MOAB -- Lawmakers visiting this scenic community posed for pictures before breathtaking backdrops as they were briefed on efforts to balance a booming recreation and tourism business with energy development.
During a stop at Dead Horse Point State Park, members of the Grand County Council spoke to the Utah State Legislature about their efforts to balance oil drilling with tourism. But they were challenged by Rep. Mike Noel, R-Kanab, who accused council members of trying to block oil projects near Arches National Park.
Members of the council challenged Noel's assertions in a tense back-and-forth.
"How do you justify saying that was next to the park?" Noel shouted, insisting the projects were miles from Arches.
The proposed sites have drawn protests in the past, because they are believed to be too close to the scenic views that Utah markets in its tourism portfolio. Noel also pointed out that much of the scenic views were in San Juan County, not Grand County, and said they deserve some of the economic benefits.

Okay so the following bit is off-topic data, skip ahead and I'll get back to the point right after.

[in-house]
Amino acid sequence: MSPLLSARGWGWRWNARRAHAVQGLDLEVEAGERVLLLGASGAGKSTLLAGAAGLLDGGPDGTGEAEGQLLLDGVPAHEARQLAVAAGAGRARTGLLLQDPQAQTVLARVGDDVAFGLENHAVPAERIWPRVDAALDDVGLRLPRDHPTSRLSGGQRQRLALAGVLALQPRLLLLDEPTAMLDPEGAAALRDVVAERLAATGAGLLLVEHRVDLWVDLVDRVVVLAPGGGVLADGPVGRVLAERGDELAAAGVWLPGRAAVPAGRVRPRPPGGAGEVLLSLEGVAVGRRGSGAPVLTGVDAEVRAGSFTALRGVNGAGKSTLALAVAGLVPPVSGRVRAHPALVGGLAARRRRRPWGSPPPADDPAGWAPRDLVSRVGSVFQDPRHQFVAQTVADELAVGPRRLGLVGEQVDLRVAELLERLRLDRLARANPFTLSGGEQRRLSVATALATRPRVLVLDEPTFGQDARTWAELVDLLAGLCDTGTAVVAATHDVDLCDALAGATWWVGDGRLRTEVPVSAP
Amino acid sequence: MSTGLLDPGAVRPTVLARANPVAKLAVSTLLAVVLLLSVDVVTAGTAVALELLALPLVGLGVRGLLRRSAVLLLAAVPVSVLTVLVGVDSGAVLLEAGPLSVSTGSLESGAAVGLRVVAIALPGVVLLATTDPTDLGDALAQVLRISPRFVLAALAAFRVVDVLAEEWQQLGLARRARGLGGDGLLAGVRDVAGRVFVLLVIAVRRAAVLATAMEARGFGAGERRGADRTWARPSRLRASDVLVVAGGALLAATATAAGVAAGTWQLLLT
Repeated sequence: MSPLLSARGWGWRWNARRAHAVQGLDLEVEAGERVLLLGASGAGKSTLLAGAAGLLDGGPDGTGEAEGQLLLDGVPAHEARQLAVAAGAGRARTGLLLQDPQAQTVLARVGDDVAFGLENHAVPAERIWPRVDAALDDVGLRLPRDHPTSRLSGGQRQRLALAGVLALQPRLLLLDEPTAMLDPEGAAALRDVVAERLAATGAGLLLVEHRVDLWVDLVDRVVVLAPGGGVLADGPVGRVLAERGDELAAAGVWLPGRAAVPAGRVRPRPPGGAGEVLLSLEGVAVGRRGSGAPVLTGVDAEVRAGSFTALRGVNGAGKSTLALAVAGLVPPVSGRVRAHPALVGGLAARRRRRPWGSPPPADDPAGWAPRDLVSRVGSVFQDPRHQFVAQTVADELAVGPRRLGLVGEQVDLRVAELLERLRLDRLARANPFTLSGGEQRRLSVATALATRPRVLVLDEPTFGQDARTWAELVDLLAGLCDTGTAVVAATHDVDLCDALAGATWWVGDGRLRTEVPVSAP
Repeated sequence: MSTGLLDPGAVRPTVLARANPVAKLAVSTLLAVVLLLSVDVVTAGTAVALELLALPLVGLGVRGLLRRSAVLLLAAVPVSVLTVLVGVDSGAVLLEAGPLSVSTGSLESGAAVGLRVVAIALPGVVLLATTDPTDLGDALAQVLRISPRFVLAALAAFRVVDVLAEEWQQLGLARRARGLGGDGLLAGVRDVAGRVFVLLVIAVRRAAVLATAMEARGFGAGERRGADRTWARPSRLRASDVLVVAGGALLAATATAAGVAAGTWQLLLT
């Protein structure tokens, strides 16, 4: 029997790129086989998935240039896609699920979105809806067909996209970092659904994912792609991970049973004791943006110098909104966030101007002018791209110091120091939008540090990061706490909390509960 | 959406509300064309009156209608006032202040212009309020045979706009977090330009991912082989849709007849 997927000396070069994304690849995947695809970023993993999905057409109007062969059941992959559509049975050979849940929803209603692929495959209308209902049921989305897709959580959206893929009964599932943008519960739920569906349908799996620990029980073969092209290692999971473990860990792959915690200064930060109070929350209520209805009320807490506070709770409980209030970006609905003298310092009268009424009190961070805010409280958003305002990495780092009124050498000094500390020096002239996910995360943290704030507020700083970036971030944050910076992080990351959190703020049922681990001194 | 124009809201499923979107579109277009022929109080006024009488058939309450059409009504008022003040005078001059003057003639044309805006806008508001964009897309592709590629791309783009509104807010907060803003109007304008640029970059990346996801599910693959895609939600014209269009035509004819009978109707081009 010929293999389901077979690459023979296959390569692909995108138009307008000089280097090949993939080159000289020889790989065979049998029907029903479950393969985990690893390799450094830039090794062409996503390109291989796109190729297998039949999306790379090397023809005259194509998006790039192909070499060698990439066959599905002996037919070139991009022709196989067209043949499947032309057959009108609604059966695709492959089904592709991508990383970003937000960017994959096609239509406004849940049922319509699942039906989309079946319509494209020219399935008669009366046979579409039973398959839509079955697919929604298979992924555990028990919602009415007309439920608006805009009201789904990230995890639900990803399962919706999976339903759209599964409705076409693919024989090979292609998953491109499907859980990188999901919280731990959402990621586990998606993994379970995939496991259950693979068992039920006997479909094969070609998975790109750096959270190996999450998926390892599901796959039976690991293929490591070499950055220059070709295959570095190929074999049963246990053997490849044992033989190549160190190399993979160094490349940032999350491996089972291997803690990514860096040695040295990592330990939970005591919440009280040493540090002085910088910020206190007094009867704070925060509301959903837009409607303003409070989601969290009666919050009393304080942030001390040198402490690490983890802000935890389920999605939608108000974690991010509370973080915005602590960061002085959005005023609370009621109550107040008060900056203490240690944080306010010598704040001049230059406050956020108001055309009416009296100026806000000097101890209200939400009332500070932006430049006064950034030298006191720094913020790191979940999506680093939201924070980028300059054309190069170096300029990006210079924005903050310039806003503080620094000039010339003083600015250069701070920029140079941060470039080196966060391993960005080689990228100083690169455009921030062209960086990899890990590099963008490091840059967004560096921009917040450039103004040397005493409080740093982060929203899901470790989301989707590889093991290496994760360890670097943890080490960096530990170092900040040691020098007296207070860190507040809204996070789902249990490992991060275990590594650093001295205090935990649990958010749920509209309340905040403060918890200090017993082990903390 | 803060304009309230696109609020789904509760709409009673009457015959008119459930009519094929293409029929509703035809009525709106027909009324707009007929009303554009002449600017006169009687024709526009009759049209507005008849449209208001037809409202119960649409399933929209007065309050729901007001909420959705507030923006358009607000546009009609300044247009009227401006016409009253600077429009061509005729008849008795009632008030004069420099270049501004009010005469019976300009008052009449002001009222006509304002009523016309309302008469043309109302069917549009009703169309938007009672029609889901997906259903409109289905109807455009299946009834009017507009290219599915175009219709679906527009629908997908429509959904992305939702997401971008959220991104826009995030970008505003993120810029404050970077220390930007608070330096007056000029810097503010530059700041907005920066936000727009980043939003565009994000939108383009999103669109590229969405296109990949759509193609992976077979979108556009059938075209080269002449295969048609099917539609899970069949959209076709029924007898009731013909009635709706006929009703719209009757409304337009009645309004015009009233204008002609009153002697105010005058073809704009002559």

"They probably do," one council member replied.
"Damn right they do!" Noel fired back.
Noel told FOX 13 that he supports tourism, but he believes in Grand County it is out of balance with key energy needs facing the entire state.
"I’m totally 100 percent in favor of that. But I’m not in favor of saying this is the only bucket we’re going to protect," he said.
Grand County Councilman Chris Baird insisted they have been able to achieve a balance between energy development needs and tourism, although he noted it isn't easy. He noted that tourism is a massive driver of the local economy.
"Tourism accounts for probably more than 80 percent of the jobs in Grand County," Baird said.
Baird said the county's oil production is currently the highest it's ever been. Rep. Patrice Arent, D-Salt Lake City, said she believed that tourism was not being favored.
"I think there’s not an overemphasis on tourism, I think what they’re doing is really great," she said.
Lawmakers are wrapping up their two day bus tour with stops in Huntington and Fairview before returning to Salt Lake City. The trip has cost taxpayers about $70,000, but legislative leaders have said it is worth it to see first hand the needs facing rural Utah and the impact of their policy decisions.